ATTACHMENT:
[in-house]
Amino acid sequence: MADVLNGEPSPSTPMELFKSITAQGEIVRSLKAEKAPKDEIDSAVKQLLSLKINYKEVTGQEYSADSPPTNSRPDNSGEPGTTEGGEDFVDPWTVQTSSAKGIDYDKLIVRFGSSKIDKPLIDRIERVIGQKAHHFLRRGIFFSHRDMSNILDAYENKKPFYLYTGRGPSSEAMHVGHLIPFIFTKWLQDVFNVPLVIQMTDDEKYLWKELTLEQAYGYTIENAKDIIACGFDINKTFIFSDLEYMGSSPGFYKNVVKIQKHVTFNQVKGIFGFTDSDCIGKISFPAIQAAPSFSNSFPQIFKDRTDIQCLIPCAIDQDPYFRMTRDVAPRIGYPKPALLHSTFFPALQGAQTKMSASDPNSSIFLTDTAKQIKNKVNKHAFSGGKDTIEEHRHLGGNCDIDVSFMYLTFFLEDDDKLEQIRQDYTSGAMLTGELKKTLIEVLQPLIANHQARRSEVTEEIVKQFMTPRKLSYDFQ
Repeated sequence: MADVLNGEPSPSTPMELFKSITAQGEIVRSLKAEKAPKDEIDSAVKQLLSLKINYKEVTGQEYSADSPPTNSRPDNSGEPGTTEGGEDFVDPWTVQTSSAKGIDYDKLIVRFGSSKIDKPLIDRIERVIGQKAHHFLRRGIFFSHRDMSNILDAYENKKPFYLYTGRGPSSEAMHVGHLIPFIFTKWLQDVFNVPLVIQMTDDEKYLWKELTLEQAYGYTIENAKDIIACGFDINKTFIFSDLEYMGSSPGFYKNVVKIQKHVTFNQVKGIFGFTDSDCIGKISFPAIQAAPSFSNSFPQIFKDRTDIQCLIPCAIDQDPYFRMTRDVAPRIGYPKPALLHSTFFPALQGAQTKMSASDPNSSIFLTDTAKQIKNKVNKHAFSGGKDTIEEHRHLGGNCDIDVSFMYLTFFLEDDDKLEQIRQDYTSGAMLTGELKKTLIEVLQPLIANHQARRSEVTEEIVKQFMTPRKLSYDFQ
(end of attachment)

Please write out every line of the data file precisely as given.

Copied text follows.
[in-house]
Amino acid sequence: MADVLNGEPSPSTPMELFKSITAQGEIVRSLKAEKAPKDEIDSAVKQLLSLKINYKEVTGQEYSADSPPTNSRPDNSGEPGTTEGGEDFVDPWTVQTSSAKGIDYDKLIVRFGSSKIDKPLIDRIERVIGQKAHHFLRRGIFFSHRDMSNILDAYENKKPFYLYTGRGPSSEAMHVGHLIPFIFTKWLQDVFNVPLVIQMTDDEKYLWKELTLEQAYGYTIENAKDIIACGFDINKTFIFSDLEYMGSSPGFYKNVVKIQKHVTFNQVKGIFGFTDSDCIGKISFPAIQAAPSFSNSFPQIFKDRTDIQCLIPCAIDQDPYFRMTRDVAPRIGYPKPALLHSTFFPALQGAQTKMSASDPNSSIFLTDTAKQIKNKVNKHAFSGGKDTIEEHRHLGGNCDIDVSFMYLTFFLEDDDKLEQIRQDYTSGAMLTGELKKTLIEVLQPLIANHQARRSEVTEEIVKQFMTPRKLSYDFQ
Repeated sequence: MADVLNGEPSPSTPMELFKSITAQGEIVRSLKAEKAPKDEIDSAVKQLLSLKINYKEVTGQEYSADSPPTNSRPDNSGEPGTTEGGEDFVDPWTVQTSSAKGIDYDKLIVRFGSSKIDKPLIDRIERVIGQKAHHFLRRGIFFSHRDMSNILDAYENKKPFYLYTGRGPSSEAMHVGHLIPFIFTKWLQDVFNVPLVIQMTDDEKYLWKELTLEQAYGYTIENAKDIIACGFDINKTFIFSDLEYMGSSPGFYKNVVKIQKHVTFNQVKGIFGFTDSDCIGKISFPAIQAAPSFSNSFPQIFKDRTDIQCLIPCAIDQDPYFRMTRDVAPRIGYPKPALLHSTFFPALQGAQTKMSASDPNSSIFLTDTAKQIKNKVNKHAFSGGKDTIEEHRHLGGNCDIDVSFMYLTFFLEDDDKLEQIRQDYTSGAMLTGELKKTLIEVLQPLIANHQARRSEVTEEIVKQFMTPRKLSYDFQ